Where can we travel and still enjoy despite the rainy season? This is probably the question for most of us in the Philippines when the monsoon months arrive. As we all know, June is the start of the rainy season while July and August receive the most rainfall. This wet season can stretch to November, leaving us with no choice but to be stuck inside our homes feeling like another pandemic lockdown.
Ironically, whenever we think of travel, our mind usually wanders to new destinations outside our communities, cities, and country, making us “blind” to the wonders of local tourist spots.
Metro Manila is composed of 16 cities and if you live in one of them, then you have to discover first what’s in store in your place before venturing abroad. Remember what the late great Susan Calo-Medina always said? “Huwag maging dayuhan sa sariling bayan!”
This brings us to the City of San Juan, this tiny yet progressive city located in the heart of Metro Manila. Most of us know it because of Greenhills but it is more than just that. The city has cultural and historic significance as it is the site of the “Battle of Pinaglabanan,” considered the first major battle of the Philippine Revolution, which took place on Aug. 30, 1896.
Today, San Juan is an urban paradise which looks toward the future yet still honors its historic past. This is truly a unique city and you will be missing a lot if you just visit this city to shop, eat, or relax. Bring your family this weekend to San Juan City to learn a thing or two about our history.
Start at the Museo El Deposito, which is located just beside the historic Pinaglabanan Memorial Shrine. A lot of us are not aware but this place offers a “time travel” experience, showing us how our ancestors during the Spanish era harvested water for their daily needs. Modern infrastructure for public utilities were not yet built or invented.
The Museo El Deposito is managed by the National Historical Commission of the Philippines. It is an indoor space so even if it’s raining outside, you can have a convenient tour inside, making it an ideal weekend destination for groups of families and friends.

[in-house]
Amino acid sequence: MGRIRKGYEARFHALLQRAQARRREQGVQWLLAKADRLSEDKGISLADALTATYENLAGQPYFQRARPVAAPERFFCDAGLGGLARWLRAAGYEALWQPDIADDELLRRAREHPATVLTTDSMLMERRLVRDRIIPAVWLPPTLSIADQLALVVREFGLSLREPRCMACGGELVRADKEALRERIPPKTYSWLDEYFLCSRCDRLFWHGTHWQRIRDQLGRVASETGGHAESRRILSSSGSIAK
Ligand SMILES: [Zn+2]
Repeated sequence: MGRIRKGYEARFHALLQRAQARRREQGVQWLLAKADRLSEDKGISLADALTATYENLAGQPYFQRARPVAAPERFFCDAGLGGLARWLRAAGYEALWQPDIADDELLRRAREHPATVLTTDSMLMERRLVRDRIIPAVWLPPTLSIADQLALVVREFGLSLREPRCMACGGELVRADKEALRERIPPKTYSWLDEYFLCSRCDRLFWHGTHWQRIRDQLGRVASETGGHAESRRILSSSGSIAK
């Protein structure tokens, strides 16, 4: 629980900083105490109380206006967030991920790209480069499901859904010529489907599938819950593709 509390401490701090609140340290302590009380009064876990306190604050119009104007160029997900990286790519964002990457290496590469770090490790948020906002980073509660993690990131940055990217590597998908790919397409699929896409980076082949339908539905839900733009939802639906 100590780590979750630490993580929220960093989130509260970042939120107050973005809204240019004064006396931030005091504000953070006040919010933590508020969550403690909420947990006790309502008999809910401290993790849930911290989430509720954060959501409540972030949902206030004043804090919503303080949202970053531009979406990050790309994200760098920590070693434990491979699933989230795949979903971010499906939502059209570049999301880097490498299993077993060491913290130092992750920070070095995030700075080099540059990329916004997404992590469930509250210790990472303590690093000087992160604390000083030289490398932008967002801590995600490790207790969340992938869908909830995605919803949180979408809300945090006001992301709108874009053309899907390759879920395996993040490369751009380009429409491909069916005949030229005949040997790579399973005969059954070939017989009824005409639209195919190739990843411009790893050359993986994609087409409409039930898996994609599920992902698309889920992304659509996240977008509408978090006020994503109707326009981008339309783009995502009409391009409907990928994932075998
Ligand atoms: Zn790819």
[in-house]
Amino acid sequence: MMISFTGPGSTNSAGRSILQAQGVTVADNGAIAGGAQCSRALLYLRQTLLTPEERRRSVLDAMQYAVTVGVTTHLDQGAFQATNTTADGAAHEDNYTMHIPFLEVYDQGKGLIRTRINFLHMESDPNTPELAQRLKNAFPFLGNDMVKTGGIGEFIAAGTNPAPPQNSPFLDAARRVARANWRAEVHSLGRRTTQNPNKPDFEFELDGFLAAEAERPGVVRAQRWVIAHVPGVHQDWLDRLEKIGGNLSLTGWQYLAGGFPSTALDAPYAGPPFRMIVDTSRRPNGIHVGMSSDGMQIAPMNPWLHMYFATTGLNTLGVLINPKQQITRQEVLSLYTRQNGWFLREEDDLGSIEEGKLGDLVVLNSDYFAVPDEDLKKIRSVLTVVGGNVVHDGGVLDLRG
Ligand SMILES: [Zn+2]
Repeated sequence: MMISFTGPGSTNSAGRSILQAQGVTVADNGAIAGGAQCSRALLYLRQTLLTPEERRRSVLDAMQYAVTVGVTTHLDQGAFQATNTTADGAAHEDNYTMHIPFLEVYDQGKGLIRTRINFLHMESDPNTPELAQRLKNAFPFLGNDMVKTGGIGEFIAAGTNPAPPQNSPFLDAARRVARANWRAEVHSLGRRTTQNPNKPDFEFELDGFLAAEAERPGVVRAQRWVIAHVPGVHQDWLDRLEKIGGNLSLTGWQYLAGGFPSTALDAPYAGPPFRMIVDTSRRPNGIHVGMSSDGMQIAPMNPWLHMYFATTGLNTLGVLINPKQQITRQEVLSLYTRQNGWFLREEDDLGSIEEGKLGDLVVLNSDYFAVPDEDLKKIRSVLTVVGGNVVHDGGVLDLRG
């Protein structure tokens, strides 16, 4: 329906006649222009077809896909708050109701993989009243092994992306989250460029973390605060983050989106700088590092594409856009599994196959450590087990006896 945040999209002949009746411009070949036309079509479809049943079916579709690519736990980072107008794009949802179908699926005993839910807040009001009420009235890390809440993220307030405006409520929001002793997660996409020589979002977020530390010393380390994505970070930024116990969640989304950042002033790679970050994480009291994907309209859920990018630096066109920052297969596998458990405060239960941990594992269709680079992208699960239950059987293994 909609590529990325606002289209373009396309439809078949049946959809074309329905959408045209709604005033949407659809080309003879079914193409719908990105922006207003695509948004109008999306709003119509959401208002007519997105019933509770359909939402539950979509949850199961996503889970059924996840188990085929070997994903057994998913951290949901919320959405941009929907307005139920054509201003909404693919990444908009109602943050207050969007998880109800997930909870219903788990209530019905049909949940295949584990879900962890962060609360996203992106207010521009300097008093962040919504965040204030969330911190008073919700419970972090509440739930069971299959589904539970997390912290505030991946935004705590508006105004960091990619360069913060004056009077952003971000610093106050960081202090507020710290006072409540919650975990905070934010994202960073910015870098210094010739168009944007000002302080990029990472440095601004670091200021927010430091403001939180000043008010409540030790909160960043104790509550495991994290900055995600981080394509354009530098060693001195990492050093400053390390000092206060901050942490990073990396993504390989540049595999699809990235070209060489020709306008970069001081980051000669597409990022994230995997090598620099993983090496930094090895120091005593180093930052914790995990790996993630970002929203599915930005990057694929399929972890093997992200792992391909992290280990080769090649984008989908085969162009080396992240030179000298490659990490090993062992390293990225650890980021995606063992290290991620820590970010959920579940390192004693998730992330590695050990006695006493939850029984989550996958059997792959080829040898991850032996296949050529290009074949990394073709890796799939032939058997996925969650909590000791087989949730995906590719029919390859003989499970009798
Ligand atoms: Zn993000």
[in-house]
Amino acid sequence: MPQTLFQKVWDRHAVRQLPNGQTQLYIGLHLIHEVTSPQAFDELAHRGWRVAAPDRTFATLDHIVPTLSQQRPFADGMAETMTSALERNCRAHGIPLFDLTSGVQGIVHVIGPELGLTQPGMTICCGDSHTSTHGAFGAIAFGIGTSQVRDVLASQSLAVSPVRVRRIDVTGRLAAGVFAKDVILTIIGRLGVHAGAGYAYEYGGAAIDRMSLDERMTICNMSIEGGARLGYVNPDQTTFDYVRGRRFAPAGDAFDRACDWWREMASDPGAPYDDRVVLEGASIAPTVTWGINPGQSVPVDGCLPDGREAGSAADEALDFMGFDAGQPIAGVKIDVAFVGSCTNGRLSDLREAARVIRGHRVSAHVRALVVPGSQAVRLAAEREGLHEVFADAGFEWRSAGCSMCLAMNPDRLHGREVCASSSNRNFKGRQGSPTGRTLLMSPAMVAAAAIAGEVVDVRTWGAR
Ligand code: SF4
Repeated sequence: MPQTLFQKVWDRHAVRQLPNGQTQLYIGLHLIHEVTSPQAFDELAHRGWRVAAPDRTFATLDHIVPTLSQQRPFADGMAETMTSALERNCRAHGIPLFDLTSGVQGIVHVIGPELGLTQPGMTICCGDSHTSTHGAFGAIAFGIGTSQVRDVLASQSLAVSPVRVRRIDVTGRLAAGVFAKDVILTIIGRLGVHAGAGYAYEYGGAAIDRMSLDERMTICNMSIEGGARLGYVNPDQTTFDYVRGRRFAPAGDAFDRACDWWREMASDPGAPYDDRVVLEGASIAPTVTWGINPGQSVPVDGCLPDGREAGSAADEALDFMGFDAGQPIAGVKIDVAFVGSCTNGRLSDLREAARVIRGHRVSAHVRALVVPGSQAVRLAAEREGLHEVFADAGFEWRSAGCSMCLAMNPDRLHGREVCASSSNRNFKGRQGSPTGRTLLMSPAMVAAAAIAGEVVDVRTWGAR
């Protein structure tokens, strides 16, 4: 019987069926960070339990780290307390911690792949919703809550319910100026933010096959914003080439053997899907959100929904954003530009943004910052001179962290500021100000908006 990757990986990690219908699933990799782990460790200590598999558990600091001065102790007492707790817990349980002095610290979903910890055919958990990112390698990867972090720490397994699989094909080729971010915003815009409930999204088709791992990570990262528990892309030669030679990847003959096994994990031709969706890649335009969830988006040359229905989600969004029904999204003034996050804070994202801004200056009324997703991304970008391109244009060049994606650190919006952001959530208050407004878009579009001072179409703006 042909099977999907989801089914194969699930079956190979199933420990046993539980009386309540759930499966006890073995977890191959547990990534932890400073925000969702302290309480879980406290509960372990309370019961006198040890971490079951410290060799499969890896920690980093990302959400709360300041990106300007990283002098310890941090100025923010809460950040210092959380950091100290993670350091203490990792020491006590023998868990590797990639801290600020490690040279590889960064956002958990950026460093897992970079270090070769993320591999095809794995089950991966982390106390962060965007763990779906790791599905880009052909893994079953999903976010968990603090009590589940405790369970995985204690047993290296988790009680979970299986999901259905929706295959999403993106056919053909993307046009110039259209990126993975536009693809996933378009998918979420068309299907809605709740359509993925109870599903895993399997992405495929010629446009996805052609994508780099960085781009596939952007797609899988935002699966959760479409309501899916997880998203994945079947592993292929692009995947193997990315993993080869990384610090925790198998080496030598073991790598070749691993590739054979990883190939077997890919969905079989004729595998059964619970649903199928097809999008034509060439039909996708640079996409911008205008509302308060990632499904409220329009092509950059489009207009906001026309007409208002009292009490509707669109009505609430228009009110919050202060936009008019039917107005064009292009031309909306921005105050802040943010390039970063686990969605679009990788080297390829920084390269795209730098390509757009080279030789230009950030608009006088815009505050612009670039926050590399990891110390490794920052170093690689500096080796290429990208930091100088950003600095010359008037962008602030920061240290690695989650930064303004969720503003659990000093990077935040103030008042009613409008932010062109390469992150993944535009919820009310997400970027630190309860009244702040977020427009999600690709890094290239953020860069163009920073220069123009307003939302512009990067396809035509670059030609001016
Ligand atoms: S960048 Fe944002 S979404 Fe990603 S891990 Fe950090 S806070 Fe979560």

The museum is located in a peaceful enclave surrounded by trees, a park, and a quiet community. You wouldn’t even know that there is a historic water reservoir underneath this place that once served Old Manila. The place is quiet and not crammed with tourists, and the good news is — entrance and parking are free (just wear your facemask and show your vaccination card).
Once inside the museum, you’ll first see a short educational film about the rich history of El Deposito. One fascinating story is how the structure was built during the Spanish time despite the non-existence of modern equipment. This water reservoir back in the old days supplied water to residents and businesses of Old Manila. Water came from the mountainous side of San Mateo, Rizal and passed through huge underground water pipes, which led to this water depository in San Juan. Thus, it was called in Spanish as “El Deposito,” which literally means the depository.
After exploring the museum and seeing artifacts found from El Deposito, tourists will then go to the exciting part of this historic place, which is of course the old underground water reservoir.
As you go down the stairs of this massive underground water reservoir, you’ll see a gallery showcasing the grandeur of old water fountains and hydrants, which were abundant in the old historic districts of Manila. Opposite this gallery area is a big arching entrance of the star of the show, the once important infrastructure of a bygone era, also considered the great grandfather of all water reservoirs in the Philippines.
Its height and ceiling are truly remarkable as it was like being inside a huge medieval dungeon of European castles. The experience was also like walking inside a big cathedral dome or a massive cave worthy of exploration for the adventurous.
The lighting inside makes the reservoir more intriguing and historic, especially as you walk toward its man-made bridgeway. There is still a small deposit of water, a reminder of its use and importance in the transformation journey of Metro Manila into a modern metropolis.
Truly, El Deposito is one of a kind, a remnant of our historic past, and a reminder of the value of water to all societies. Though water is abundant during this rainy season, it’s still practical if we learn to conserve it considering the threats of climate change.
Spend a weekend, whether it is rainy or sunny, at Museo El Deposito (the museum is open Tuesday to Sunday, from 8 a.m. to 4 p.m.) to learn a piece of history and explore the value of water in our story as a nation.